This paper seeks to examine how values comprising organizational culture impact on employees' job satisfaction, taking also into account their gender and age.
The study took place in all three public hospitals located in a major Greek city, where 125 usable questionnaires were gathered. The measures adopted include the Organizational Culture Profile and the Job Descriptive Index. The statistical analyses include descriptive statistics, stepwise regression analyses, and t‐tests.
Findings suggest that employees recognize certain cultural traits as job satisfaction amplifiers. These are fairness, opportunities for personal growth, enthusiasm for the job and good reputation. On the other hand, another cultural trait, that is aggressiveness, seems to confine job satisfaction. Going a step further, it appears that employee gender and age influence the way that the organizational values affect their job satisfaction. This influence is in accordance with gender and age profiles identified by literature.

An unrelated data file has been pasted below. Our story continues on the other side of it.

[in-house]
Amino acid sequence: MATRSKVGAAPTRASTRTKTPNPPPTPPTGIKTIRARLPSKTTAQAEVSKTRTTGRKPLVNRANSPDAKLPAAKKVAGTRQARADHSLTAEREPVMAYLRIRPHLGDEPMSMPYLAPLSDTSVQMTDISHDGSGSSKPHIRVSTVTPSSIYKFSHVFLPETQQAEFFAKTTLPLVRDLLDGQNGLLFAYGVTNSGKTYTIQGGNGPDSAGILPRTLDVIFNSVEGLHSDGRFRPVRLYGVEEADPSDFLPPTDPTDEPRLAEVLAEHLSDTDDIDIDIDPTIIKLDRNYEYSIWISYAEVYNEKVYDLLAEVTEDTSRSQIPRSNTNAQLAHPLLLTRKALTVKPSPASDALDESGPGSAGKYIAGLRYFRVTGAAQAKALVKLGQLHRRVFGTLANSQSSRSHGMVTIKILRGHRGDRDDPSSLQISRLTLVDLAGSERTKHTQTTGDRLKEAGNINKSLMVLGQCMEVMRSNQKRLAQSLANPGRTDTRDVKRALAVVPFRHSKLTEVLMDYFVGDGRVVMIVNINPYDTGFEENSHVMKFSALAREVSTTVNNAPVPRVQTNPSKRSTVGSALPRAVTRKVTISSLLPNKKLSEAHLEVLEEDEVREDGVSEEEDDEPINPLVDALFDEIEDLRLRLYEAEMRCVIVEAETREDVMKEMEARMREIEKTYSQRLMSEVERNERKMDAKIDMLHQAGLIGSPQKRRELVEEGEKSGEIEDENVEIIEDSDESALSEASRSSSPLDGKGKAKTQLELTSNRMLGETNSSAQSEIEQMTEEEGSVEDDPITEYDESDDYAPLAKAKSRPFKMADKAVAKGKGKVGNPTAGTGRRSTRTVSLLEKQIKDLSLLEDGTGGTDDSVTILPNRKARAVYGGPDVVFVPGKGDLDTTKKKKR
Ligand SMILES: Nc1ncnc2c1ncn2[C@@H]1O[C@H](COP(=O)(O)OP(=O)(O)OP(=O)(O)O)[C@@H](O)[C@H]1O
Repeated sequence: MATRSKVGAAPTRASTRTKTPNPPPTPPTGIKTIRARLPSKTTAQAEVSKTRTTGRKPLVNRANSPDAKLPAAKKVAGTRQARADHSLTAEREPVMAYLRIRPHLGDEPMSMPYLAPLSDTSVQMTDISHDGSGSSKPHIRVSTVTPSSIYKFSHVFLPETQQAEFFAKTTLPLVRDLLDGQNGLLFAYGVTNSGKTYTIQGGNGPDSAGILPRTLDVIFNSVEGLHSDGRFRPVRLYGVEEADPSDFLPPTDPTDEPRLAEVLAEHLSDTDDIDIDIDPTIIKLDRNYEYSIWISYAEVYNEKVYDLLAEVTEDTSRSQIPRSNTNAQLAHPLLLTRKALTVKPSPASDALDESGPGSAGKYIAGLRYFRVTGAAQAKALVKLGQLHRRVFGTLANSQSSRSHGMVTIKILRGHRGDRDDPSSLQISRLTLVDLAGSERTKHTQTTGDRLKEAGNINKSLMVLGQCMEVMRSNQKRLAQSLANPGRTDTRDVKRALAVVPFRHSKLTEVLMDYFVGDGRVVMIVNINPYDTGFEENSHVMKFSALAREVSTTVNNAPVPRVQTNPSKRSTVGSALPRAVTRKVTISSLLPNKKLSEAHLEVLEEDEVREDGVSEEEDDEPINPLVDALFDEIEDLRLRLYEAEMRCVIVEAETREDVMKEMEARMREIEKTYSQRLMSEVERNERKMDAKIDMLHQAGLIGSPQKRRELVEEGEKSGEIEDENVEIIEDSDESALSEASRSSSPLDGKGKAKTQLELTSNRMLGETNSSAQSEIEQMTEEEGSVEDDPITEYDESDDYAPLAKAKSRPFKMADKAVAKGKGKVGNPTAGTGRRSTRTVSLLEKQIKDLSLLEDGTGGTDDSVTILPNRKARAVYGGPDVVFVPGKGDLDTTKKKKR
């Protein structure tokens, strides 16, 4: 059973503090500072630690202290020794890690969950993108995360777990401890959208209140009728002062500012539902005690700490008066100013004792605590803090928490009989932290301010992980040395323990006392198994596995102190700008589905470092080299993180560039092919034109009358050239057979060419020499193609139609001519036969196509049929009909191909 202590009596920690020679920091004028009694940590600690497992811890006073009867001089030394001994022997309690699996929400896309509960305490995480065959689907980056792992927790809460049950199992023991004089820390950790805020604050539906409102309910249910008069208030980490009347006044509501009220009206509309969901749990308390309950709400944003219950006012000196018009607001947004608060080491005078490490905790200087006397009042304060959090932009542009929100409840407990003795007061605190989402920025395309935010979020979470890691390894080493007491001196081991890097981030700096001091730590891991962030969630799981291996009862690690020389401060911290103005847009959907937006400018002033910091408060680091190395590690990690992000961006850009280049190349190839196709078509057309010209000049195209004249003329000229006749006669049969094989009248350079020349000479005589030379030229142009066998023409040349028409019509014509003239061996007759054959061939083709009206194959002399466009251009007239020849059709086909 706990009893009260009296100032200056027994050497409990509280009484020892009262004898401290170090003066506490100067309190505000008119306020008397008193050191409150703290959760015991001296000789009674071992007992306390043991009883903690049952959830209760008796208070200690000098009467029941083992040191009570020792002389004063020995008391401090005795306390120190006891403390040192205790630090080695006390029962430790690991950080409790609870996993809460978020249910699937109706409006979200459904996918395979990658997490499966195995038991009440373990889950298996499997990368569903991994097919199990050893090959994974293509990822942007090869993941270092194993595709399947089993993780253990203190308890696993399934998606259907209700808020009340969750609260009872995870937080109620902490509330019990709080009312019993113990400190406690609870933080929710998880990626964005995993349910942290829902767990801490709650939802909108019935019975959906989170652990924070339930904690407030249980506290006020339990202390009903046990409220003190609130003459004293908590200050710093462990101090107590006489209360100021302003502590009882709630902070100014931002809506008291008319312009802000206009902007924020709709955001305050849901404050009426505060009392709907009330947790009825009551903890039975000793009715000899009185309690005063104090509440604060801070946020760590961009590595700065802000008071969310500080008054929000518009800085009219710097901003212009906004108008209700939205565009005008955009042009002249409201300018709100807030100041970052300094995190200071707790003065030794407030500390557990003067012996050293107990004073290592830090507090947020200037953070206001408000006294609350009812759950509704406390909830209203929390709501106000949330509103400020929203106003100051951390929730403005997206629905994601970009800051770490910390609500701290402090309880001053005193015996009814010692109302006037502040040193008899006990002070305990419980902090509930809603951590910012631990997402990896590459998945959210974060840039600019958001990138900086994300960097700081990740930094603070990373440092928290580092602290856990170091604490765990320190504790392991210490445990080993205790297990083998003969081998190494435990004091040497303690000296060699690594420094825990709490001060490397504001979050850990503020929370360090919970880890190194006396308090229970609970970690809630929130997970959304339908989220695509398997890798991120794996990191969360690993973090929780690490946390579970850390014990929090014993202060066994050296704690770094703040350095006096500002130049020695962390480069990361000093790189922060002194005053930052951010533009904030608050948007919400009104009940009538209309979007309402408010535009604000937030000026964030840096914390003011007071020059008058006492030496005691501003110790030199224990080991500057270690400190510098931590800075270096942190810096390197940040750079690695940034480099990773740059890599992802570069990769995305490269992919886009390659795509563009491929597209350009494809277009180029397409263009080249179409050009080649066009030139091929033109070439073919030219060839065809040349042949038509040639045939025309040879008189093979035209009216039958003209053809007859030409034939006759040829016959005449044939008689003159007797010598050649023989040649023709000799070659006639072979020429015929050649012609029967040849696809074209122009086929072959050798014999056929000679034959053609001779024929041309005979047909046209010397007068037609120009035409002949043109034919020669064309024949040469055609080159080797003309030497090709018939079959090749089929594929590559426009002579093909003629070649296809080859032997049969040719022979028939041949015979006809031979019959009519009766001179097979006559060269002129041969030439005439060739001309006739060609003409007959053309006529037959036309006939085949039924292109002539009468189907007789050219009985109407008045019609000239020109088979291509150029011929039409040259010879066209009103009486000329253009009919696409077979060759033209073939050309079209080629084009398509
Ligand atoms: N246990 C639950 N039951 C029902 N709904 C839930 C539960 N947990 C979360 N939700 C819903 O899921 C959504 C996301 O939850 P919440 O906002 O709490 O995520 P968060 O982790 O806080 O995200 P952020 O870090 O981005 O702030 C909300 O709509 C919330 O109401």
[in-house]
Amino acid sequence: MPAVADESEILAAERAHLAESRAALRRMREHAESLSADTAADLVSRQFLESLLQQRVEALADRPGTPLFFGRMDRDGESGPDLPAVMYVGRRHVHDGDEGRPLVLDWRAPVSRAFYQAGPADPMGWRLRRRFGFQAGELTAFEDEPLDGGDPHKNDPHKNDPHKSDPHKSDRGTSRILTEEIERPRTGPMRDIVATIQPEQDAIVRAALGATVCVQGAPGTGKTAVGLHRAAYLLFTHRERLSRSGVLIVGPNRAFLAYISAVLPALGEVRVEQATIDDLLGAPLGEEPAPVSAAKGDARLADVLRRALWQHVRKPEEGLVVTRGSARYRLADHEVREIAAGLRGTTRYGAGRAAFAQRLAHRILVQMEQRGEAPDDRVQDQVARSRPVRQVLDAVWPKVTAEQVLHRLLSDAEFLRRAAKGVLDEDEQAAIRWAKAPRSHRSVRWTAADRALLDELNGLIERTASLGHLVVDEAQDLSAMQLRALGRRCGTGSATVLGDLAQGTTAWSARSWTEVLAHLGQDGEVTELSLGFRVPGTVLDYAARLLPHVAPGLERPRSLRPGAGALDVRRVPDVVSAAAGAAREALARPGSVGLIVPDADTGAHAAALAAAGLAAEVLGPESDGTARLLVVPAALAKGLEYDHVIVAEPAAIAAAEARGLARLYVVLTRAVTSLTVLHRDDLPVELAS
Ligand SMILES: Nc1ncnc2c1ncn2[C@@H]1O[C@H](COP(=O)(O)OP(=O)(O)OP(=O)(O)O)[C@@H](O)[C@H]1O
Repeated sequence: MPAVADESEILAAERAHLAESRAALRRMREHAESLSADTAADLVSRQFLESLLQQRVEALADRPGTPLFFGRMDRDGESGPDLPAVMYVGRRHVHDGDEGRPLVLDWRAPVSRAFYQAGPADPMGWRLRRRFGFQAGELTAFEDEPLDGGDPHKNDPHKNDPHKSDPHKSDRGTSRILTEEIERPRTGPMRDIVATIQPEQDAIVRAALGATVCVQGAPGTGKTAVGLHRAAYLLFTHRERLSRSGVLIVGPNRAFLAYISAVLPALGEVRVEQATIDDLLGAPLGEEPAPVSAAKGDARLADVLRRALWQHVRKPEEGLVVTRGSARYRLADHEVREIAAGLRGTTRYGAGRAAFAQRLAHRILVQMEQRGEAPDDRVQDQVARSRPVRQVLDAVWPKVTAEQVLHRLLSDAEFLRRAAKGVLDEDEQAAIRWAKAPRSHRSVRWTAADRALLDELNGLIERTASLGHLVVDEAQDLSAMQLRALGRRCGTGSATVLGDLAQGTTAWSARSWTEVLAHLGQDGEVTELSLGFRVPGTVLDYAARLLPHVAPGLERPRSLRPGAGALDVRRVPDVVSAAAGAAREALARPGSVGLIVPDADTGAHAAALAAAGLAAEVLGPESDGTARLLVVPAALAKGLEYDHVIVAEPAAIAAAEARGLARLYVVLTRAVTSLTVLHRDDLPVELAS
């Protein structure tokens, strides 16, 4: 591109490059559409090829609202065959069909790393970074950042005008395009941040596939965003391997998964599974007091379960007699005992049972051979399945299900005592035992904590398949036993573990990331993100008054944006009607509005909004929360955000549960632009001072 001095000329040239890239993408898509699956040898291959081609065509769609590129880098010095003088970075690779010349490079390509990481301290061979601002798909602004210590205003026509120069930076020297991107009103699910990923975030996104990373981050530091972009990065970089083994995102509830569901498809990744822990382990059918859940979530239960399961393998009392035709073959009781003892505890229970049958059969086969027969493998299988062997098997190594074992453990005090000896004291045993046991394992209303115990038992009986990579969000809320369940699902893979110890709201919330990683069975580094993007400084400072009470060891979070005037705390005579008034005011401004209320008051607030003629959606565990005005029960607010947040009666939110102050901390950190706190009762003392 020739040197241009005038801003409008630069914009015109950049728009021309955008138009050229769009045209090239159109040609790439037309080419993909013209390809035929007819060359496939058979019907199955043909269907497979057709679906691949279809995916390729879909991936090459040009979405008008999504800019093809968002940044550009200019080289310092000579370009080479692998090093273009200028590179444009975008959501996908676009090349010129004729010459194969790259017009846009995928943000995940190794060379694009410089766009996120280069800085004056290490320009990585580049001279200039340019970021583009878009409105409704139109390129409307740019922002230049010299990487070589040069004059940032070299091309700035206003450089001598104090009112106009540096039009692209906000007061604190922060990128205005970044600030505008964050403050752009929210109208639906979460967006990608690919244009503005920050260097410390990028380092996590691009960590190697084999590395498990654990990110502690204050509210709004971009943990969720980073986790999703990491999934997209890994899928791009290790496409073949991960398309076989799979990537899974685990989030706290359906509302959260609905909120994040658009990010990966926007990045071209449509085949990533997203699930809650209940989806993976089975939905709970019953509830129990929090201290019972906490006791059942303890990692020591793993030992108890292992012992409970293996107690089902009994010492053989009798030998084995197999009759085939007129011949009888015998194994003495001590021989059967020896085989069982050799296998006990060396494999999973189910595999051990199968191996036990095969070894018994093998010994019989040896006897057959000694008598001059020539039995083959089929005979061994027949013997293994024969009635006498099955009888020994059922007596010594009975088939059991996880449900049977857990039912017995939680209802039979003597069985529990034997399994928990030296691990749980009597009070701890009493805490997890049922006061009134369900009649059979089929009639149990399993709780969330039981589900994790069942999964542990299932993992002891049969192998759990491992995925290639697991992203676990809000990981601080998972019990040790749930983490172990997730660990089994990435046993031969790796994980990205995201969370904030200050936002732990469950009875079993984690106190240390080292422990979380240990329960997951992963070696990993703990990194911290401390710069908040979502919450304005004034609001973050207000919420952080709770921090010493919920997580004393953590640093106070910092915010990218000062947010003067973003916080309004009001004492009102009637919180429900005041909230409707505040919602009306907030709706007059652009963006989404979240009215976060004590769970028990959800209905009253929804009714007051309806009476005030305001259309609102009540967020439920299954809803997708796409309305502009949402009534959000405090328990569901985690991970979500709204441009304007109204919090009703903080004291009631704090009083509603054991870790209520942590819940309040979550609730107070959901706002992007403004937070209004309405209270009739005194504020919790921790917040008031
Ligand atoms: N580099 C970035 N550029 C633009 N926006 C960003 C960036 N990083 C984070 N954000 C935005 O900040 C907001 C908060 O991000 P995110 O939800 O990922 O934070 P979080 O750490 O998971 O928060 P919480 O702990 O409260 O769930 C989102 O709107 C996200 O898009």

Employers can incorporate these findings by shaping organizational culture in such a way as to enhance the overall level of job satisfaction of their employees, making them more willing to remain and build their career within the organization. This way, the organization can minimize the chances of losing talented individuals and is thus more likely to create a competitive advantage.
These findings help in creating a better understanding of job satisfaction and delineating its relationship with organizational culture.
Bellou, V. (2010), "Organizational culture as a predictor of job satisfaction: the role of gender and age", Career Development International, Vol. 15 No. 1, pp. 4-19. https://doi.org/10.1108/13620431011020862
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